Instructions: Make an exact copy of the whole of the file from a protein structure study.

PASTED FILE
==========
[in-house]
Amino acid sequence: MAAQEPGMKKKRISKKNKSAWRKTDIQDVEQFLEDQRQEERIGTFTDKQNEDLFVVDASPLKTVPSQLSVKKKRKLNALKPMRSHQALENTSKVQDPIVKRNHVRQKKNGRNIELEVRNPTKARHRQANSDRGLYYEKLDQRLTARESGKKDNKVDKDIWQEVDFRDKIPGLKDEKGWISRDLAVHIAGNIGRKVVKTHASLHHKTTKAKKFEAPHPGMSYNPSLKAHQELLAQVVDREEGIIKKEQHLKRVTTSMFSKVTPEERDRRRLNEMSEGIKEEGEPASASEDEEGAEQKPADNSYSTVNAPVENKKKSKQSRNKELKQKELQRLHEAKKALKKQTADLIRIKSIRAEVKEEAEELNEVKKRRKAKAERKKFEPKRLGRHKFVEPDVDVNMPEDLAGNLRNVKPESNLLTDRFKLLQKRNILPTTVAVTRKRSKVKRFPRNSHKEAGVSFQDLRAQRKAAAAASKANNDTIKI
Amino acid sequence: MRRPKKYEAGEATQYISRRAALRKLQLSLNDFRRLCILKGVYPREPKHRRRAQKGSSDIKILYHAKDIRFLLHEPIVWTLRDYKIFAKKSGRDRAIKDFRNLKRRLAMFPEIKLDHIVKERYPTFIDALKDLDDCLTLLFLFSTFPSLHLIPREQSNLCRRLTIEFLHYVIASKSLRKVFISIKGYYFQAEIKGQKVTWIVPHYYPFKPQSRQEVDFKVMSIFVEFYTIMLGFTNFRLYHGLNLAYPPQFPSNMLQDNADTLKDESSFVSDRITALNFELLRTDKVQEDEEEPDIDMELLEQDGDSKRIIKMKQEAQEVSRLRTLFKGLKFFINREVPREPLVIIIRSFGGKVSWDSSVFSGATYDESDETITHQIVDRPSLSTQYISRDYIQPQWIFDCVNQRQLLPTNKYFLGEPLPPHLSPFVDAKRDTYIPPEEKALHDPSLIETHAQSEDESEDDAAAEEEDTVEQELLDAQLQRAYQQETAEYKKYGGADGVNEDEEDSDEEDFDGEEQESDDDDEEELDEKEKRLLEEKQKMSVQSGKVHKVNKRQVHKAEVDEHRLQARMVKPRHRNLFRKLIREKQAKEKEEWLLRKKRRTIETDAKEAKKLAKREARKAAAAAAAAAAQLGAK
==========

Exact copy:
[in-house]
Amino acid sequence: MAAQEPGMKKKRISKKNKSAWRKTDIQDVEQFLEDQRQEERIGTFTDKQNEDLFVVDASPLKTVPSQLSVKKKRKLNALKPMRSHQALENTSKVQDPIVKRNHVRQKKNGRNIELEVRNPTKARHRQANSDRGLYYEKLDQRLTARESGKKDNKVDKDIWQEVDFRDKIPGLKDEKGWISRDLAVHIAGNIGRKVVKTHASLHHKTTKAKKFEAPHPGMSYNPSLKAHQELLAQVVDREEGIIKKEQHLKRVTTSMFSKVTPEERDRRRLNEMSEGIKEEGEPASASEDEEGAEQKPADNSYSTVNAPVENKKKSKQSRNKELKQKELQRLHEAKKALKKQTADLIRIKSIRAEVKEEAEELNEVKKRRKAKAERKKFEPKRLGRHKFVEPDVDVNMPEDLAGNLRNVKPESNLLTDRFKLLQKRNILPTTVAVTRKRSKVKRFPRNSHKEAGVSFQDLRAQRKAAAAASKANNDTIKI
Amino acid sequence: MRRPKKYEAGEATQYISRRAALRKLQLSLNDFRRLCILKGVYPREPKHRRRAQKGSSDIKILYHAKDIRFLLHEPIVWTLRDYKIFAKKSGRDRAIKDFRNLKRRLAMFPEIKLDHIVKERYPTFIDALKDLDDCLTLLFLFSTFPSLHLIPREQSNLCRRLTIEFLHYVIASKSLRKVFISIKGYYFQAEIKGQKVTWIVPHYYPFKPQSRQEVDFKVMSIFVEFYTIMLGFTNFRLYHGLNLAYPPQFPSNMLQDNADTLKDESSFVSDRITALNFELLRTDKVQEDEEEPDIDMELLEQDGDSKRIIKMKQEAQEVSRLRTLFKGLKFFINREVPREPLVIIIRSFGGKVSWDSSVFSGATYDESDETITHQIVDRPSLSTQYISRDYIQPQWIFDCVNQRQLLPTNKYFLGEPLPPHLSPFVDAKRDTYIPPEEKALHDPSLIETHAQSEDESEDDAAAEEEDTVEQELLDAQLQRAYQQETAEYKKYGGADGVNEDEEDSDEEDFDGEEQESDDDDEEELDEKEKRLLEEKQKMSVQSGKVHKVNKRQVHKAEVDEHRLQARMVKPRHRNLFRKLIREKQAKEKEEWLLRKKRRTIETDAKEAKKLAKREARKAAAAAAAAAAQLGAK